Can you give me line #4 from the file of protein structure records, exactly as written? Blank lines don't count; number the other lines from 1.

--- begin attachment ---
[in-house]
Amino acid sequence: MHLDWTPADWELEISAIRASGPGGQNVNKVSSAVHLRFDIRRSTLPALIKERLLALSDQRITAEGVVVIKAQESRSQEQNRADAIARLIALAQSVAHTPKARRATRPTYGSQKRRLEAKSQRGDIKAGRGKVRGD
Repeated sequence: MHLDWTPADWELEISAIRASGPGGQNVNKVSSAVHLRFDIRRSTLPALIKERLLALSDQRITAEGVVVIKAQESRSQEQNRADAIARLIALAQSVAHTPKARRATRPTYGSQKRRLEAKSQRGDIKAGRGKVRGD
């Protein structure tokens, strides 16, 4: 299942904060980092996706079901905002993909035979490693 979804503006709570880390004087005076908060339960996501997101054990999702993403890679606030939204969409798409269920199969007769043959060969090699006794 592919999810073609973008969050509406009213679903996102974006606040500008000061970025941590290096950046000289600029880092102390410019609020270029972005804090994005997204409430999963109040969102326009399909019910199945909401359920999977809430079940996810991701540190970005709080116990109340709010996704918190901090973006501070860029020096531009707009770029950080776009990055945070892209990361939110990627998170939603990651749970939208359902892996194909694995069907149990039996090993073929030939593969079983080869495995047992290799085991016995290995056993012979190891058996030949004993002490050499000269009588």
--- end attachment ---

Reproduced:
């Protein structure tokens, strides 16, 4: 299942904060980092996706079901905002993909035979490693 979804503006709570880390004087005076908060339960996501997101054990999702993403890679606030939204969409798409269920199969007769043959060969090699006794 592919999810073609973008969050509406009213679903996102974006606040500008000061970025941590290096950046000289600029880092102390410019609020270029972005804090994005997204409430999963109040969102326009399909019910199945909401359920999977809430079940996810991701540190970005709080116990109340709010996704918190901090973006501070860029020096531009707009770029950080776009990055945070892209990361939110990627998170939603990651749970939208359902892996194909694995069907149990039996090993073929030939593969079983080869495995047992290799085991016995290995056993012979190891058996030949004993002490050499000269009588």